Never give out your bank account number, debit card number, or other personal identifying information to anyone, even if someone claims it’s necessary to receive your stimulus check. If you receive a call, do not engage the caller and just hang up. If you receive text messages or emails claiming that you can get your money faster by sending personal information or clicking links, delete them. Never click on links or attachments from emails in which you are not familiar with the sender. Official stimulus/relief information regarding COVID-19 will never be sent via text/SMS or on any other messaging platforms.

Additionally, be aware of fraudulent stimulus checks received in the mail. Red flags for these fraudulent checks include: a “stimulus check” for an odd amount, especially one with cents, or a check that requires the recipient to verify the check by calling a number or visiting a specific website.

For more information, visit (opens in a new tab) or (opens in a new tab).

Spoofing and Phishing Continues

Fraudulent First Horizon text messages and spoofed phone calls appearing to be from First Horizon Client Services are continuing to target clients. In both instances, the client’s personal banking information is being requested (e.g., online banking username, password, account number, etc.).

It is essential to remember that First Horizon Bank will never initiate contact with you directly and ask for personal or account information, including requests to verify your identity by texting codes or passwords. However, in situations where you initiate contact with First Horizon’s Client Services department, the call center representative may utilize these methods to secure your account and/or verify your identity.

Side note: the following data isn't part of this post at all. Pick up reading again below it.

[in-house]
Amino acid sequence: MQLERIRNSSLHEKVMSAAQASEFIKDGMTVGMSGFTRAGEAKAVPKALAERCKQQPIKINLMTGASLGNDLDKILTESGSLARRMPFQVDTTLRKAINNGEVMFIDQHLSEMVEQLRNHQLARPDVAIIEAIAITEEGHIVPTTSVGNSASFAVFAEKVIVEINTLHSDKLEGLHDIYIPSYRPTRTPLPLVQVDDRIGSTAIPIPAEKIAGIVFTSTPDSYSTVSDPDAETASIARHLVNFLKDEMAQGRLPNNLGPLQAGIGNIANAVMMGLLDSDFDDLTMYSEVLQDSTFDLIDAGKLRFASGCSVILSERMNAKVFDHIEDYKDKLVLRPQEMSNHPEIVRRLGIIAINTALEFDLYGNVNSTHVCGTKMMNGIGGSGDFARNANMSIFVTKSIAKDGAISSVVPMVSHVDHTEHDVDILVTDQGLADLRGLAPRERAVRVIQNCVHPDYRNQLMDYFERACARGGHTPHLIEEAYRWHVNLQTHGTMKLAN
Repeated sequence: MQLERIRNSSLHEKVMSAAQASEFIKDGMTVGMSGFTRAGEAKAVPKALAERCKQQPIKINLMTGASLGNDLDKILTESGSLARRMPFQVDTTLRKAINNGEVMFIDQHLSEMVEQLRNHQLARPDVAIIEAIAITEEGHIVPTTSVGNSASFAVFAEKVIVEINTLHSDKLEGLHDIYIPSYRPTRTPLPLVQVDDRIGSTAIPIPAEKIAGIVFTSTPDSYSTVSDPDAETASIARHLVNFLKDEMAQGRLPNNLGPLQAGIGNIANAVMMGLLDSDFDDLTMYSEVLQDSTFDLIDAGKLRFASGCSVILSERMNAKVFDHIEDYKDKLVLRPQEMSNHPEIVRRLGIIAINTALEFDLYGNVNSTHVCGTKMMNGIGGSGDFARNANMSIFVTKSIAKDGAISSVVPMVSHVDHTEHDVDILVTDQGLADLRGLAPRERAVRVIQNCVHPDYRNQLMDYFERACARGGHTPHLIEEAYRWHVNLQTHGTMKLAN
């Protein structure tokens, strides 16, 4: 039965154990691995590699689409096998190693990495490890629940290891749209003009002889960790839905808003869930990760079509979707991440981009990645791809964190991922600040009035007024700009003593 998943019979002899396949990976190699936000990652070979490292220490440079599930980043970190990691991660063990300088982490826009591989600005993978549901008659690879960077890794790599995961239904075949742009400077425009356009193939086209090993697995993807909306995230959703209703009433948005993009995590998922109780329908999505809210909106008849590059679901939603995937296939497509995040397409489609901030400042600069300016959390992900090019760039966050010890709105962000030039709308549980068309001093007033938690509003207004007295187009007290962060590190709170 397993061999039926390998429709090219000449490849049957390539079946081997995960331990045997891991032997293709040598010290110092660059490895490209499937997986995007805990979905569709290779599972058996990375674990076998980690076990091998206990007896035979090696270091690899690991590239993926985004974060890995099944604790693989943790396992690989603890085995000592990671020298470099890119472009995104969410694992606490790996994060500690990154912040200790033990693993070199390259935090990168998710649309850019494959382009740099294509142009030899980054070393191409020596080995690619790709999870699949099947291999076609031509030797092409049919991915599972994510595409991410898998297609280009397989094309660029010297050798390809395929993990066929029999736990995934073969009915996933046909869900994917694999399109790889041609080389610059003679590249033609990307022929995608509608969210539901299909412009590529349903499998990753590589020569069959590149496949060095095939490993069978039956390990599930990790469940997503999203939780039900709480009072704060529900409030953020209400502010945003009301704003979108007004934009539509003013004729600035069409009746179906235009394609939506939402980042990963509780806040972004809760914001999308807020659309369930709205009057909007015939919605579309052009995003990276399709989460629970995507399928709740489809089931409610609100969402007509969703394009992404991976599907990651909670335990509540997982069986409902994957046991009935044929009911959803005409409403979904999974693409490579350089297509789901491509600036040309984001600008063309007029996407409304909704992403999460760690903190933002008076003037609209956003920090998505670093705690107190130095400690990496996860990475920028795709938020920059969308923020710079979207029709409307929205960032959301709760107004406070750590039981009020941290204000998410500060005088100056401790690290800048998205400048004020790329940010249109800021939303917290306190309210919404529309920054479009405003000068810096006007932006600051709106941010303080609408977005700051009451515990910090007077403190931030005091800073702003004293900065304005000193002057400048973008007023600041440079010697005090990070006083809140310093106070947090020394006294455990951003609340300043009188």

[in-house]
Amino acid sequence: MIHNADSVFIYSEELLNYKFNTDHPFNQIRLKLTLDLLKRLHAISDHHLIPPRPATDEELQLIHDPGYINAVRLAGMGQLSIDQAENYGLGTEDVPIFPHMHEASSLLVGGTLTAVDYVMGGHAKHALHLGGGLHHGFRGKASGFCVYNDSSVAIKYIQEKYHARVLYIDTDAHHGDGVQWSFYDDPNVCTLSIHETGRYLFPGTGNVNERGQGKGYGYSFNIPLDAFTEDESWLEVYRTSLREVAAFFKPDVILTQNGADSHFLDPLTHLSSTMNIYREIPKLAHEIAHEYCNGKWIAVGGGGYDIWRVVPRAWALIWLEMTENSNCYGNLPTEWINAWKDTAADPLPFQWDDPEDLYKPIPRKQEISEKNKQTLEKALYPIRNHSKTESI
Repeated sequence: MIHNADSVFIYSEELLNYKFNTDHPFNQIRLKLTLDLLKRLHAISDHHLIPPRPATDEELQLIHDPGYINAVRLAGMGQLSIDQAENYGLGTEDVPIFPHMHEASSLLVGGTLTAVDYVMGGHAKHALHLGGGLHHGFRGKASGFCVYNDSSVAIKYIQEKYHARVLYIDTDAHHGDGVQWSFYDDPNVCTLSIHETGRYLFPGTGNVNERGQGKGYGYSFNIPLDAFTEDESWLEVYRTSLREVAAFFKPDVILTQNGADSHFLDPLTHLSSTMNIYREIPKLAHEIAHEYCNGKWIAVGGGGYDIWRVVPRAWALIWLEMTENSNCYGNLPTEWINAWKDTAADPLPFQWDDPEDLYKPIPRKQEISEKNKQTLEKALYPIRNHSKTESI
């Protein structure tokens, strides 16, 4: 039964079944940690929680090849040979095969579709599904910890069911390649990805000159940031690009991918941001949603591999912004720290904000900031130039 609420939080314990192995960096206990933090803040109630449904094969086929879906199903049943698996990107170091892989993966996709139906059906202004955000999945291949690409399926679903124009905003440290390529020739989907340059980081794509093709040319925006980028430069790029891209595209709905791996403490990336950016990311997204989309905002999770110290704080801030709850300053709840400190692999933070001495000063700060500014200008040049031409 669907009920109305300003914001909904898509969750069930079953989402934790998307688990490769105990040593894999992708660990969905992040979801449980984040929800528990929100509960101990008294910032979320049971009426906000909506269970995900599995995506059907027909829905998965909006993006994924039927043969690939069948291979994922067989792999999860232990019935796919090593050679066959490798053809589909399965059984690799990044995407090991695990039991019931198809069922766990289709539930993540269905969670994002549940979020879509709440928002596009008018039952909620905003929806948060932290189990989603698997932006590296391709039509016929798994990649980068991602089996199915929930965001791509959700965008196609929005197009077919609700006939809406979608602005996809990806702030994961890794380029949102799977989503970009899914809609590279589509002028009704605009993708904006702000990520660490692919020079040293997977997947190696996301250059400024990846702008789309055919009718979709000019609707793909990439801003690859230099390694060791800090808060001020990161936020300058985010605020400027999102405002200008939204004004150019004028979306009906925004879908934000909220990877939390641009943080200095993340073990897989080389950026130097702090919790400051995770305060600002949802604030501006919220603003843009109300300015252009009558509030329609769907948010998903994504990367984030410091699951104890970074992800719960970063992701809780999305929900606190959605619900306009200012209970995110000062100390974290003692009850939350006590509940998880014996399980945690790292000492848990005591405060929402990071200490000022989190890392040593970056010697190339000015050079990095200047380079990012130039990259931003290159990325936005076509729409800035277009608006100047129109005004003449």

If you receive a text message or phone call regarding this scheme, do not click on the link or hang up immediately. You may check your account via the mobile app, saved website link, or by calling the number on the back of your credit/debit card. If they have clicked on the link or provided sensitive information, contact Client Services at 800-382-5465.

The “Secret Shopper” Scam

Please be suspicious if you receive checks in the mail from any organization asking you to be a secret shopper on its behalf. Often these offers are simply fraudsters attempting to find new ways to get their hands on your money.

Here’s an overview of how the scam works:

  • You receive checks in the mail (unsolicited) with an offer to be a “secret shopper”.
  • You’re asked to deposit the check and use the funds to do your shopping.
  • Assignment one is often testing money transfer services, like Western Union, or buying gift cards.
  • With the gift cards, you may be asked to send pictures of the cards or send the card numbers with your “shopping” report.
  • By the time you’ve sent in gift card information or transferred money, the bank will have discovered that the original check you deposited was fake.
  • The end result? You will be on the hook for any withdrawals, and likely the fraudsters will have emptied the gift cards using the information you sent them.

Bottomline: Do not proceed with any scheme that asks you to deposit checks and then transfer money or purchase gift cards and send card information. These are scams that can cost you hundreds of dollars of your hard earned money

Beware of calls and texts claiming to be from First Horizon Bank

First Horizon Bank clients may be the target of fraud schemes in which a client is contacted through phone call, email, or text by fraudsters requesting the client verify personal bank information. A recent scheme involves individuals contacting First Horizon Bank clients using a telephone number spoofed to appear on caller ID as First Horizon Bank’s legitimate Client Services department phone number. This scheme is an attempt to convince the client to provide account information, passwords, and in some cases, one-time passcodes that enable takeover of the client’s account relationship.